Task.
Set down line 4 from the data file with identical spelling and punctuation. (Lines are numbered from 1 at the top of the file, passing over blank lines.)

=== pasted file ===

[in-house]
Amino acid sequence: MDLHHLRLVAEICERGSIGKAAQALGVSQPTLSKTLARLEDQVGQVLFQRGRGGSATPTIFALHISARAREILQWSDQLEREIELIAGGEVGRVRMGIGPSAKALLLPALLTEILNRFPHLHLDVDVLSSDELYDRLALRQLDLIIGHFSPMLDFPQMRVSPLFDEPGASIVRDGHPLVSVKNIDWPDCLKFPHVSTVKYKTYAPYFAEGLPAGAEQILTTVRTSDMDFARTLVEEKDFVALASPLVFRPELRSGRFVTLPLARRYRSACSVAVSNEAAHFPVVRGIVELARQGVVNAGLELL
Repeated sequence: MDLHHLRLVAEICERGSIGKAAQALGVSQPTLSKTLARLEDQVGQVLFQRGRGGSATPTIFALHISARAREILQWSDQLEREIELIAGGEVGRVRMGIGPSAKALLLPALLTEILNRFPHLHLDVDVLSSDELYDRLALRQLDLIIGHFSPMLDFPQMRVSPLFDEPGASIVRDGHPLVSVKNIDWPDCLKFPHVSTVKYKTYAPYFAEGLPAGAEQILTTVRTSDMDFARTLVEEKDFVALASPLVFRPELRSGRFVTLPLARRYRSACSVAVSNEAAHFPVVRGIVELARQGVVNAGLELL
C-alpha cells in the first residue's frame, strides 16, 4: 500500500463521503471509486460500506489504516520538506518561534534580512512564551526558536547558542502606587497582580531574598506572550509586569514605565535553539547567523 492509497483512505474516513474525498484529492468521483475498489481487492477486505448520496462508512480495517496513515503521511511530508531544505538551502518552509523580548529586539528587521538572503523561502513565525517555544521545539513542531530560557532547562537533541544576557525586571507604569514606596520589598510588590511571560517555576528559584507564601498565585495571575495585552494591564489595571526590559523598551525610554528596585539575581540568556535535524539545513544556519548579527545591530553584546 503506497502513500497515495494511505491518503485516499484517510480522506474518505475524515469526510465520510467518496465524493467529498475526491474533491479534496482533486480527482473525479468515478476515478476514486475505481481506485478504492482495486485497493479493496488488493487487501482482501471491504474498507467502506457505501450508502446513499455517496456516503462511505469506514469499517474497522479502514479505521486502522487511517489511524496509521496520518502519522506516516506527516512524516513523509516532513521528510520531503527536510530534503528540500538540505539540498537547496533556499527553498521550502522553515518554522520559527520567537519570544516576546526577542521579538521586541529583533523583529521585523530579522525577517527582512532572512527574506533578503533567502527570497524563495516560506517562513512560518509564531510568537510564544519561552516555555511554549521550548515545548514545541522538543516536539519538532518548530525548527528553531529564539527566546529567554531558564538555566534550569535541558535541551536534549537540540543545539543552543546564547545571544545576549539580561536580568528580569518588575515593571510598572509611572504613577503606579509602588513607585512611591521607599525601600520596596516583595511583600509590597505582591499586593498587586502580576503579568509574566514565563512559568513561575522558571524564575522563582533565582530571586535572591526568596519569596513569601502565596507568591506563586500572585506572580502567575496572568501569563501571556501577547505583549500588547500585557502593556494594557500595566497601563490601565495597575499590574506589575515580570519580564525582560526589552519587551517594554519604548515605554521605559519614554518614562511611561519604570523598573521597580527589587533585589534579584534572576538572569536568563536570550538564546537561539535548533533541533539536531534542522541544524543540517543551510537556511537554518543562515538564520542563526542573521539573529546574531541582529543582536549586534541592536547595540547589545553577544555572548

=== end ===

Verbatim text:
C-alpha cells in the first residue's frame, strides 16, 4: 500500500463521503471509486460500506489504516520538506518561534534580512512564551526558536547558542502606587497582580531574598506572550509586569514605565535553539547567523 492509497483512505474516513474525498484529492468521483475498489481487492477486505448520496462508512480495517496513515503521511511530508531544505538551502518552509523580548529586539528587521538572503523561502513565525517555544521545539513542531530560557532547562537533541544576557525586571507604569514606596520589598510588590511571560517555576528559584507564601498565585495571575495585552494591564489595571526590559523598551525610554528596585539575581540568556535535524539545513544556519548579527545591530553584546 503506497502513500497515495494511505491518503485516499484517510480522506474518505475524515469526510465520510467518496465524493467529498475526491474533491479534496482533486480527482473525479468515478476515478476514486475505481481506485478504492482495486485497493479493496488488493487487501482482501471491504474498507467502506457505501450508502446513499455517496456516503462511505469506514469499517474497522479502514479505521486502522487511517489511524496509521496520518502519522506516516506527516512524516513523509516532513521528510520531503527536510530534503528540500538540505539540498537547496533556499527553498521550502522553515518554522520559527520567537519570544516576546526577542521579538521586541529583533523583529521585523530579522525577517527582512532572512527574506533578503533567502527570497524563495516560506517562513512560518509564531510568537510564544519561552516555555511554549521550548515545548514545541522538543516536539519538532518548530525548527528553531529564539527566546529567554531558564538555566534550569535541558535541551536534549537540540543545539543552543546564547545571544545576549539580561536580568528580569518588575515593571510598572509611572504613577503606579509602588513607585512611591521607599525601600520596596516583595511583600509590597505582591499586593498587586502580576503579568509574566514565563512559568513561575522558571524564575522563582533565582530571586535572591526568596519569596513569601502565596507568591506563586500572585506572580502567575496572568501569563501571556501577547505583549500588547500585557502593556494594557500595566497601563490601565495597575499590574506589575515580570519580564525582560526589552519587551517594554519604548515605554521605559519614554518614562511611561519604570523598573521597580527589587533585589534579584534572576538572569536568563536570550538564546537561539535548533533541533539536531534542522541544524543540517543551510537556511537554518543562515538564520542563526542573521539573529546574531541582529543582536549586534541592536547595540547589545553577544555572548